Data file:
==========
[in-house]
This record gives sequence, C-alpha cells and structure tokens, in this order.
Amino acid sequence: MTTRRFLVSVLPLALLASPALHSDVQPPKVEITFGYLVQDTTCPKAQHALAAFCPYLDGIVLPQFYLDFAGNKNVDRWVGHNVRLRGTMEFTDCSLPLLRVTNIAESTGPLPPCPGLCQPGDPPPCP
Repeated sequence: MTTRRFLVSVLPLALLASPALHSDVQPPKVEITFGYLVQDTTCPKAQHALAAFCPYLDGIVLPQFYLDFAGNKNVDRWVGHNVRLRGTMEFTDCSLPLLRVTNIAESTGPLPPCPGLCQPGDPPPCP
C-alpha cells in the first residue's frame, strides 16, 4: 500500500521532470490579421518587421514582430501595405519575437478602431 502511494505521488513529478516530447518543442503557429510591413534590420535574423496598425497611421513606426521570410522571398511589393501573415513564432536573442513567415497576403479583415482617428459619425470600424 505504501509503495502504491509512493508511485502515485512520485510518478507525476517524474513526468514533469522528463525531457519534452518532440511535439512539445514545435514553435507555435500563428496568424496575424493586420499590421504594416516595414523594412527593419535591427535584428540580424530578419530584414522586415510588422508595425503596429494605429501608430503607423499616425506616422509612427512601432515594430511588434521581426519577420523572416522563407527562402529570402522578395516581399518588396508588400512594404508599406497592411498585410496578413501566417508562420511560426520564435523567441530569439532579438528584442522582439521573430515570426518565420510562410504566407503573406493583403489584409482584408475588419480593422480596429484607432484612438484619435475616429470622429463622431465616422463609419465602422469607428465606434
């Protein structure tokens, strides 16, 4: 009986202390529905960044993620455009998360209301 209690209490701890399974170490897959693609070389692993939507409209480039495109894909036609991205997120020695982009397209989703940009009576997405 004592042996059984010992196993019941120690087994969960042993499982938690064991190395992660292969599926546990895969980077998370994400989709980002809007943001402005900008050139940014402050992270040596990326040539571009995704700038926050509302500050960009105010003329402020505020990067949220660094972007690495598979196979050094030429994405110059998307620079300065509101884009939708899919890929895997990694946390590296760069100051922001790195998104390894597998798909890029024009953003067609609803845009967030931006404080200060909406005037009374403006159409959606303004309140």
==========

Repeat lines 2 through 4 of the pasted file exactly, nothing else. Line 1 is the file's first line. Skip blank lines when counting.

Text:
This record gives sequence, C-alpha cells and structure tokens, in this order.
Amino acid sequence: MTTRRFLVSVLPLALLASPALHSDVQPPKVEITFGYLVQDTTCPKAQHALAAFCPYLDGIVLPQFYLDFAGNKNVDRWVGHNVRLRGTMEFTDCSLPLLRVTNIAESTGPLPPCPGLCQPGDPPPCP
Repeated sequence: MTTRRFLVSVLPLALLASPALHSDVQPPKVEITFGYLVQDTTCPKAQHALAAFCPYLDGIVLPQFYLDFAGNKNVDRWVGHNVRLRGTMEFTDCSLPLLRVTNIAESTGPLPPCPGLCQPGDPPPCP